Bangladeshi Officials to U.S: Ullah is a Homegrown U.S. Terrorist

Bangladeshi government officials have told the U.S. that Akayed Ullah is a product of U.S. homegrown terrorism.

Bangladesh has communicated with the US government that it has no record on Akayed Ullah’s involvement with the militancy here and termed him as a “homegrown US terrorist,” a senior Bangladesh government official said on Tuesday.

Here is the Affidavit in support of the Complaint against Ullah. Among other things, it states that Ullah wrote on his FB page, "Trump you failed to protect your nation."

The Affidavit states Ullah told authorities his attack was ISIS-inspired and he began following ISIS sites online in 2014. (What took him so long to act, and why now, after ISIS has lost so much ground in Syria and Iraq?)

ISIS has been calling for homegrown attacks in the U.S. and Europe since shortly after it declared its Caliphate in June, 2014. Deceased ISIS spokesman al-Adnani called for homegrown attacks in September, 2014. [More...]

The 4th issue of ISIS' Dabiq magazine, published in October, 2014, also called for lone wolf type attacks on the west. It added one thing to Adnani's recent statement -- it told would be attackers to make sure they give credit to ISIS:

Every Muslim should get out of his house, find a crusader, and kill him. It is important that the killing becomes attributed to patrons of the Islamic State who have obeyed its leadership. This can easily be done with anonymity. Otherwise, crusader media makes such attacks appear to be random killings.

In January, 2015, al-Adnani released "Die in Your Rage":

Likewise, we renew our call to the muwahhidīn in Europe and the disbelieving West and everywhere else, to target the crusaders in their own lands and wherever they are found. We will argue, before Allah, against any Muslim who has the ability to shed a single drop of crusader blood but does not do so, whether with an explosive device, a bullet, a knife, a car, a rock, or even a boot or a fist. Indeed, you saw what a single Muslim did with Canada and its parliament of shirk, and what our brothers in France, Australia, and Belgium did – may Allah have mercy upon them all and reward them with good on behalf of Islam. And there were many others who killed, ran others over, threatened, frightened, and terrorized people, to the extent that we saw the crusader armies deployed on the streets in Australia, Canada, France, Belgium, and other strongholds of the cross to whom we promise – by Allah’s permission – a continuation of their state of alert, terror, fear, and loss of security. And what lies ahead will be worse – with Allah’s permission – and more bitter, for you haven’t seen anything from us just yet.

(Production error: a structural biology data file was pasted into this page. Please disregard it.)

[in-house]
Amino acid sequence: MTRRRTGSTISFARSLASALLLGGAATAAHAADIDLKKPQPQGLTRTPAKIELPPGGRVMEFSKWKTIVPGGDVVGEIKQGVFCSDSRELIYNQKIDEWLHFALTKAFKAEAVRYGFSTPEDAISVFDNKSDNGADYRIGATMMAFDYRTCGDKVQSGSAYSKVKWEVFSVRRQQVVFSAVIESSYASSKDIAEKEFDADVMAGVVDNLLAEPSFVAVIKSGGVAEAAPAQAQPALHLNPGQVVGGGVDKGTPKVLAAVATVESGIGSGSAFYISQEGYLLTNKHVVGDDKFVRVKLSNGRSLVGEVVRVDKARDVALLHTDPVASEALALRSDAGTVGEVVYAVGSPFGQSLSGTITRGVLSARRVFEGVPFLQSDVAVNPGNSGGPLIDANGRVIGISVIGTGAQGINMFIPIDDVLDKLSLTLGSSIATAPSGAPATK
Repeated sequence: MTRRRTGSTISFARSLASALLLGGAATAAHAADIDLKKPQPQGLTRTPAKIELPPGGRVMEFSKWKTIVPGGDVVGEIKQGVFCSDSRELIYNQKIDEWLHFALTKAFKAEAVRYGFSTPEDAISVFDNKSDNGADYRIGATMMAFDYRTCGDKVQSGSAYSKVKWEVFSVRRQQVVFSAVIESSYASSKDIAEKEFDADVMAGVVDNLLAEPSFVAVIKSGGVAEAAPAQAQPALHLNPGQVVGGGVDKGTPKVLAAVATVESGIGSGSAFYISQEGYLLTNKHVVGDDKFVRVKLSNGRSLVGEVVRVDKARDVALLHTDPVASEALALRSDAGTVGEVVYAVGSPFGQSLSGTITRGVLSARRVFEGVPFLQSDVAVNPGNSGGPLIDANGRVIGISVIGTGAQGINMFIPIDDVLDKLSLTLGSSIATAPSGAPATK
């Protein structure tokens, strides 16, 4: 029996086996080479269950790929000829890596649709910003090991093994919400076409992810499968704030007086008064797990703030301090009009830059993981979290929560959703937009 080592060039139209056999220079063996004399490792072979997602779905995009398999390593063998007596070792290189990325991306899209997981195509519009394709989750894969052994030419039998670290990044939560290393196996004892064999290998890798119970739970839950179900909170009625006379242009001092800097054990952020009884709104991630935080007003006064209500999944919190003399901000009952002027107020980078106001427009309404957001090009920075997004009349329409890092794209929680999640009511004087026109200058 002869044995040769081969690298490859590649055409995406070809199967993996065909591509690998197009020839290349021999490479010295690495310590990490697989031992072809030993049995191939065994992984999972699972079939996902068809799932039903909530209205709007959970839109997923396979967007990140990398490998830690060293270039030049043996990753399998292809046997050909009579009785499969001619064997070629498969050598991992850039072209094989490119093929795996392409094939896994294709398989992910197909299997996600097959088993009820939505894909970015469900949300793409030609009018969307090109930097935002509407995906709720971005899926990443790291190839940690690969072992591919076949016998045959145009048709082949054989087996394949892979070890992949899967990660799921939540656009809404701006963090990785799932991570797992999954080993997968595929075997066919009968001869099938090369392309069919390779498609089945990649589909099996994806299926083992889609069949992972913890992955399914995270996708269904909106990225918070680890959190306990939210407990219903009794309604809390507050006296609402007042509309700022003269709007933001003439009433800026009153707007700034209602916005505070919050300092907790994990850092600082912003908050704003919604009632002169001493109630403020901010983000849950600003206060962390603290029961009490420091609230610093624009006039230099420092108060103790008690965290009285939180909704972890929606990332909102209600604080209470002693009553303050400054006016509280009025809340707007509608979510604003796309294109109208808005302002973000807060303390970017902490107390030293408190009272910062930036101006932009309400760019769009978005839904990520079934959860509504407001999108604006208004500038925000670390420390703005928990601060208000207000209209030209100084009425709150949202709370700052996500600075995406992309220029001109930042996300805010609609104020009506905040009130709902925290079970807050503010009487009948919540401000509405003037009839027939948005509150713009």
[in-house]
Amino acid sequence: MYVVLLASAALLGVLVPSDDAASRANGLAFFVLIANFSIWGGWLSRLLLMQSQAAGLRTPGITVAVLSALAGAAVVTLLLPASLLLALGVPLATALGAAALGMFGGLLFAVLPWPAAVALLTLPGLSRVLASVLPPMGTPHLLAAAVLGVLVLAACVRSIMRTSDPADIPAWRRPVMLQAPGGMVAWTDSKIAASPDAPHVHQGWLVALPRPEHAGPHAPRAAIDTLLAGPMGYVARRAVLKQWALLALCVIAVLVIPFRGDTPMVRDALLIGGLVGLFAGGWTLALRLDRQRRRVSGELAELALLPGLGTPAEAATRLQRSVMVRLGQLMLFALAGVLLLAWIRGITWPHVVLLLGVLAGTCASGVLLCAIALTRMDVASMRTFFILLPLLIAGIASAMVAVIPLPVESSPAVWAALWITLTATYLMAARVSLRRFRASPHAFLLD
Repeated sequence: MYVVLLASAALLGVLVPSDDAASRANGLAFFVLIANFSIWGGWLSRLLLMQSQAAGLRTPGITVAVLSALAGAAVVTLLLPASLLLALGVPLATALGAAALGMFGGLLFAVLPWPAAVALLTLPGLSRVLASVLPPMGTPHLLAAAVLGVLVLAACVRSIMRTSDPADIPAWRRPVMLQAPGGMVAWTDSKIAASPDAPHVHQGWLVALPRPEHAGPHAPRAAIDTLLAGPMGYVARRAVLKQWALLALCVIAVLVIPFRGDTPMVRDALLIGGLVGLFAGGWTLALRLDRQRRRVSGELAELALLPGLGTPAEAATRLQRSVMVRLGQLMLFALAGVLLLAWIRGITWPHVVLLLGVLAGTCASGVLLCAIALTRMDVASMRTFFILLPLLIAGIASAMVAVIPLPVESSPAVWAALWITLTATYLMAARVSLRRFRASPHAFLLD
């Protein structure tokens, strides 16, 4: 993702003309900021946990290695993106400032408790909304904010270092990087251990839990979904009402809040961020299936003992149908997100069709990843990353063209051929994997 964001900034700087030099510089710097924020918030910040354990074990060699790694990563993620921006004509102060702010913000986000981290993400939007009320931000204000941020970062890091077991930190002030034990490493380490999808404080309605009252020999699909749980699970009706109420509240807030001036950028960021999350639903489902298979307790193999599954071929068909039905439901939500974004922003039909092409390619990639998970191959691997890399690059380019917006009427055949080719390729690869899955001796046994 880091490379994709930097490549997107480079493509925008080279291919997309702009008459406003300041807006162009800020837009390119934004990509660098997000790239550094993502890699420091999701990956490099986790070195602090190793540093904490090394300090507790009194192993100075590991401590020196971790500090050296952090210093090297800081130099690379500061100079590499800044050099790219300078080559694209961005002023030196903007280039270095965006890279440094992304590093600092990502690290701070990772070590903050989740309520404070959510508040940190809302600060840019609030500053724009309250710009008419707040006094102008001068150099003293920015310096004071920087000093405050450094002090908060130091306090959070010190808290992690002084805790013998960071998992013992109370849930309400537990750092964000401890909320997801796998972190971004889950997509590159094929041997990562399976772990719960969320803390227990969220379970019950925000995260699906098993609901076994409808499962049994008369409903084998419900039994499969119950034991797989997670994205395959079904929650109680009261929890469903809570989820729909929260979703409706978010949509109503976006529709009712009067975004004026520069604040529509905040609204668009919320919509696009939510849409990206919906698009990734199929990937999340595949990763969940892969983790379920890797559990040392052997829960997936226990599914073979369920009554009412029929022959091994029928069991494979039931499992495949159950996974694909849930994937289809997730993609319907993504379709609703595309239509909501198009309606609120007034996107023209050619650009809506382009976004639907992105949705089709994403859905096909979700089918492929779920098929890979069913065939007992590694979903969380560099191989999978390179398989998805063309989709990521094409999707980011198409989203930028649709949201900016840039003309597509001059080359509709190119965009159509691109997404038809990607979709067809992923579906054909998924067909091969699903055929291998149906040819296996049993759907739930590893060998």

After the Charlie Hebdo killings, I wrote:

The West is so focused on “returning fighters” it is missing the ball on those who present a greater danger: The ones who never left. ....The ISIS videos are worth watching because they are not just recruitment videos. They provide a road map of what is to come. In this latest video, they threaten more attacks on the West, using images from France and Canada and the logos of various TV stations. They clearly say why they are attacking the West. It’s retaliation for the airstrikes.

After the killings in Tunisia in June, 2015, I again wrote about the difference between ISIS-inspired vs. ISIS-directed attacks: